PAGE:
Ellie Greenwood Pre-2012 Western States 100 Inteview

A video interview with Ellie Greenwood, the defending Western States 100 champ, before the 2012 race.

By on June 23, 2012 | Comments

Ellie Greenwood is the defending women’s champ at the Western States 100. In the following interview, find out why she’s confident in her fitness this season, how she’s transitioned from training for flat and fast races to the mountains this season, and what effect the tremendous women’s field will have on the race.

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Ellie Greenwood Pre-2012 Western States Interview

iRunFar: Bryon Powell of iRunFar here with Ellie Greenwood, the 2011 Western States 100 champion, before the 2012 race. You won last year and you’re returning. How are you feeling?

Ellie Greenwood: I’m feeling good. It’s good to be down to the day before a big 100 miler like this, but, yeah, just getting excited to go tomorrow morning.

iRF: You’ve had a tremendous year. You won at [the American River 50], Chuckanut, took second place at Comrades, two marathon PR’s; some of those races weren’t even focus races. You’ve got to be feeling really confident in your fitness.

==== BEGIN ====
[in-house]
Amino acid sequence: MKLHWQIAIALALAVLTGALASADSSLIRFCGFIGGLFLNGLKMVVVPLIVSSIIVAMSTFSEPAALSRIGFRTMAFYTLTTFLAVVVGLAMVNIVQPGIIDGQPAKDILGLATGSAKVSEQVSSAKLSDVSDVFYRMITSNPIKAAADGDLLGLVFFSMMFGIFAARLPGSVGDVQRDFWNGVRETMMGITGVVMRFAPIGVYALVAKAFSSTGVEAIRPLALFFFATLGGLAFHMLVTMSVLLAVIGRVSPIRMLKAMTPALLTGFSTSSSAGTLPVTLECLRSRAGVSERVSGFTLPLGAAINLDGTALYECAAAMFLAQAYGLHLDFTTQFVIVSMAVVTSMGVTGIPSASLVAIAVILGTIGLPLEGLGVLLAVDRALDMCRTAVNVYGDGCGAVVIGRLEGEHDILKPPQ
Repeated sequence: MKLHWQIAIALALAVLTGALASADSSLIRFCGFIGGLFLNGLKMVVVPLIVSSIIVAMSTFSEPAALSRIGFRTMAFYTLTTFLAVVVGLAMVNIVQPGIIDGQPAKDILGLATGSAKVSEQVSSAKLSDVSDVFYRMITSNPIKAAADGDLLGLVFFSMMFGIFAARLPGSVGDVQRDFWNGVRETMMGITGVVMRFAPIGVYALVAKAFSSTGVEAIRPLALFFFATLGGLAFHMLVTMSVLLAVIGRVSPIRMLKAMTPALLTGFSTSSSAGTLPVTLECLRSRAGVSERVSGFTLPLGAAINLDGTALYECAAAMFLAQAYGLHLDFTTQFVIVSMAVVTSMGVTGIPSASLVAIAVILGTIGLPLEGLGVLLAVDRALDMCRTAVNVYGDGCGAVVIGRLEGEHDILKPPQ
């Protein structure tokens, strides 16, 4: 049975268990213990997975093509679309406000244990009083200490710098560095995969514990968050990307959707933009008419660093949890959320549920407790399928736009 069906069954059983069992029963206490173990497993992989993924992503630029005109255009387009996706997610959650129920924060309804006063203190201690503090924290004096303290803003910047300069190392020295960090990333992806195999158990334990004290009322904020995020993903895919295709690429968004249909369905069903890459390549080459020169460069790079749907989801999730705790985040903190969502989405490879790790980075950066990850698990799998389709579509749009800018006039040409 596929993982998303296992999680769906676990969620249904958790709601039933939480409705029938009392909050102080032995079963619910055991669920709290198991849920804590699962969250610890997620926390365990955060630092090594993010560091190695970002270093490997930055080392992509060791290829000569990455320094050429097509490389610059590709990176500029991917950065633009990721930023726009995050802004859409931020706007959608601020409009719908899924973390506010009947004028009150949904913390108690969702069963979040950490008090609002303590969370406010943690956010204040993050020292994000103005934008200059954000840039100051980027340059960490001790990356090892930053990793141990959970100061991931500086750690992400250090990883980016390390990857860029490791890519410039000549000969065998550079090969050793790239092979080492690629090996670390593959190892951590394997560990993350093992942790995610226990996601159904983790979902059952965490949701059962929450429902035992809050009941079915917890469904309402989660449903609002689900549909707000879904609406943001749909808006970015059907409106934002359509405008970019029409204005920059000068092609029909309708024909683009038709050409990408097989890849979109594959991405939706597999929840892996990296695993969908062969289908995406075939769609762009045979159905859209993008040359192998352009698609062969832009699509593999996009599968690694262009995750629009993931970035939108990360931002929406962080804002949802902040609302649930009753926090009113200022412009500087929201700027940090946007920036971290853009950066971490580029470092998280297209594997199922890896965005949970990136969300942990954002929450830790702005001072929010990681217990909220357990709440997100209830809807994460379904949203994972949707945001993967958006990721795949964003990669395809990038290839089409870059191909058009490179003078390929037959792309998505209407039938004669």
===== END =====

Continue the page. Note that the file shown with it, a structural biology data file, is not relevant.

Greenwood: Yes, I am. Obviously, 100 miles is a different thing, but it’s nice to have those indicators like Comrades at 56 miles, American River at 50 miles. It’s sort of like a confidence builder that I’m fast at that distance and faster times than last year. So it’s good to have that in the back of my head, sure.

iRF: Those are all, well I know Comrades has rolling hills and Chuckanut has some mountains, but those are all not mountain oriented. Have you had a chance to transition from that flat, fast mentality in your training?